CHARLESTON, S.C. (WCSC) - Rep.-Elect Nancy Mace said she had a dream, set goals, worked hard and achieved it, becoming the first Republican woman elected to Congress in the state of South Carolina.
“I never would have thought that this is what I would be doing 25 years ago when I dropped out of high school at the age of 17 and was waiting tables at Waffle House on College Park Road,” she said. “I’m just deeply, deeply humbled from folks here in the Lowcountry.”
Mace said she knew when she took on incumbent freshman Rep. Joe Cunningham that she would face a tight race.
“But nothing beats the value of hard work, and we got out there and built a really strong grassroots organization and talked to voters directly. And in fact, in the last week of the race, I knocked on thousands of doors in every part of the district to make sure that that they had a voice and, and I had was able to listen to what their needs and concerns were.”
To the voters who sided with Cunningham, she had a simple message.
“From day one, my message to the folks who did not vote for me on Tuesday or in early voting was that I was asking for a chance, starting today, to prove to you that I will be a good listener and that I will be an independent thinker, and that I’ll be a compassionate leader.”
Mace said that during her time as a state lawmaker, she has always reached across the aisle to work with members of the Democratic Party even when there was a Republican-controlled House in the General Assembly.
“I just feel it’s really important to find ways, find measures, find areas where we can agree to get something done,” she said. “And right now, we’ve got to do the same thing in Congress. For four years now and actually, for longer than that we’ve allowed our disagreements to cause great division. And that’s not only what’s going on in DC, it’s trickled down into our neighborhoods or communities, our churches our places of business, and our neighbors and everything and so we’ve got to start rebuilding our nation now and we don’t need to rely on the government, our government leaders to do that.”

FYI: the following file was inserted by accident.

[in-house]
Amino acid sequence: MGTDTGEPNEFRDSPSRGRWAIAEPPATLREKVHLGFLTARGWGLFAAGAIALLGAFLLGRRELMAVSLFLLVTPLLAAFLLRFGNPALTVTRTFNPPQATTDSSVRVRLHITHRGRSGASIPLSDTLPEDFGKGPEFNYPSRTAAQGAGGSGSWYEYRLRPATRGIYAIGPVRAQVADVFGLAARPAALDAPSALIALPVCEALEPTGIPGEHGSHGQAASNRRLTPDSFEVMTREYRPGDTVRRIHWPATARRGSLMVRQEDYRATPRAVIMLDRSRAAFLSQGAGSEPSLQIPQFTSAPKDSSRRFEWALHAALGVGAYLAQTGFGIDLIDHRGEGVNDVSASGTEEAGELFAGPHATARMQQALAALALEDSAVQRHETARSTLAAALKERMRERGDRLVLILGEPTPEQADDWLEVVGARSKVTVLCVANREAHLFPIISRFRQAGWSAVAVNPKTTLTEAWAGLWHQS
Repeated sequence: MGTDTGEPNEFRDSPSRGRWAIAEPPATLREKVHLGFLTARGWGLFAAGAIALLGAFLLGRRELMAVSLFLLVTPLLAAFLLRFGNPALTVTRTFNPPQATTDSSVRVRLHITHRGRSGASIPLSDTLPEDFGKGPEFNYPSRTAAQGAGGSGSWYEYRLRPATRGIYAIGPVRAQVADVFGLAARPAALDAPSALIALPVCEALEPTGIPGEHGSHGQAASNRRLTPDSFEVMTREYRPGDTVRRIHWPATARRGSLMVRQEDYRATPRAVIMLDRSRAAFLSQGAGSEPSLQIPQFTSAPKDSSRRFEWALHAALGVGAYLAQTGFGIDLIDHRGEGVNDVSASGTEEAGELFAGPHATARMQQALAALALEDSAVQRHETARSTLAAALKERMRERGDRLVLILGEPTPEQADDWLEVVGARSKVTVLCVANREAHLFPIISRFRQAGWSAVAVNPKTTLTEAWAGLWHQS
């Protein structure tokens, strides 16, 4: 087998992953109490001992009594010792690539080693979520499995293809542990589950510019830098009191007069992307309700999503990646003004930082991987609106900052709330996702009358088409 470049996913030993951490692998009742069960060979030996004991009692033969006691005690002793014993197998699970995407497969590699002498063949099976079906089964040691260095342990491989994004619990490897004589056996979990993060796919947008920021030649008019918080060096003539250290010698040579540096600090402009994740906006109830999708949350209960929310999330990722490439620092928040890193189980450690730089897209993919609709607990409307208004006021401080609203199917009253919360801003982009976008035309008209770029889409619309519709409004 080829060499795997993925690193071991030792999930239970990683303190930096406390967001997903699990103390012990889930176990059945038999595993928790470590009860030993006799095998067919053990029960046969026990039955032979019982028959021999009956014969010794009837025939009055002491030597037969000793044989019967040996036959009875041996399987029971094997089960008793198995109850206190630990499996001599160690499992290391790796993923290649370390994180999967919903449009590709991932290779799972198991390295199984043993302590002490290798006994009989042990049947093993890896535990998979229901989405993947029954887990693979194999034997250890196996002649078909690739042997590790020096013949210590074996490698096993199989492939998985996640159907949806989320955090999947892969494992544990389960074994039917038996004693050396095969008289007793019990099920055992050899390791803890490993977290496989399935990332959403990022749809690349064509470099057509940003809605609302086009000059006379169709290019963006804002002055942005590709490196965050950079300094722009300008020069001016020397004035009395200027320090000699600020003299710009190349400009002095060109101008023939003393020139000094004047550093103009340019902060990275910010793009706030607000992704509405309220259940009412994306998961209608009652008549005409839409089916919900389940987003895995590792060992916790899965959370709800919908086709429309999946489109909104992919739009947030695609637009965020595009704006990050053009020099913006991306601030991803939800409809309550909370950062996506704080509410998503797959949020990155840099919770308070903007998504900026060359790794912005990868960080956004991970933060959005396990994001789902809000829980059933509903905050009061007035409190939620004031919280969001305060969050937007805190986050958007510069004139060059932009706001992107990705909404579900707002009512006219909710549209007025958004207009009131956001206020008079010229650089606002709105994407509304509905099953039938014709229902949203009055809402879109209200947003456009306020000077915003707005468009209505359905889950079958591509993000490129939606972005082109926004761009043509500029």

Mace said she is fiscally conservative, values that “resonate with the voters on both sides of the aisle.” She said that as a lawmaker, she fought for conservation efforts to ban offshore drilling and get more solar energy and will continue those conservation efforts in Congress.
She also said she intends to work on transportation and infrastructure. Mace said she would love to have a seat on the Transportation and Infrastructure Committee.
She also wants to make healthcare a priority.
“I want to make sure that people with pre existing conditions are covered and protected, no matter what happens to Obamacare,” she said.
Mace also said there should be another round of stimulus for those who have been “gravely affected” by the coronavirus pandemic. But she said it should be “a clean bill” without additional measures added in that had nothing to do with proving support to small businesses and working families.
She also spoke about the presidential race in which vote counting continues with no winner declared.
“I think most people, no matter what side of the aisle that you’re on right now, they want to ensure the integrity of the election, that every vote gets counted, that there is transparency,” she said. “Members of both parties should be able to observe ballots being counted or recounted in some cases. And so I think it’s really important that we preserve that integrity that every vote gets counted whether that takes a day, now we’re three days into it, a week or a few weeks, we’ve got to make sure that happens.”
She said the most importantly, she wants people to be confident in the results of the election, no matter what they are.
Cunningham, whom Mace defeated Tuesday with 51% of the vote, conceded the race Friday morning, holding a news conference on the steps of the U.S. Custom House in downtown Charleston, the same place he announced his campaign three years ago.
“She is my representative for the Lowcountry, and I am rooting for her success as we confront significant challenges that we’re facing right now,” Cunningham said of Mace, vowing to do “anything and everything to assist” Mace in her transition.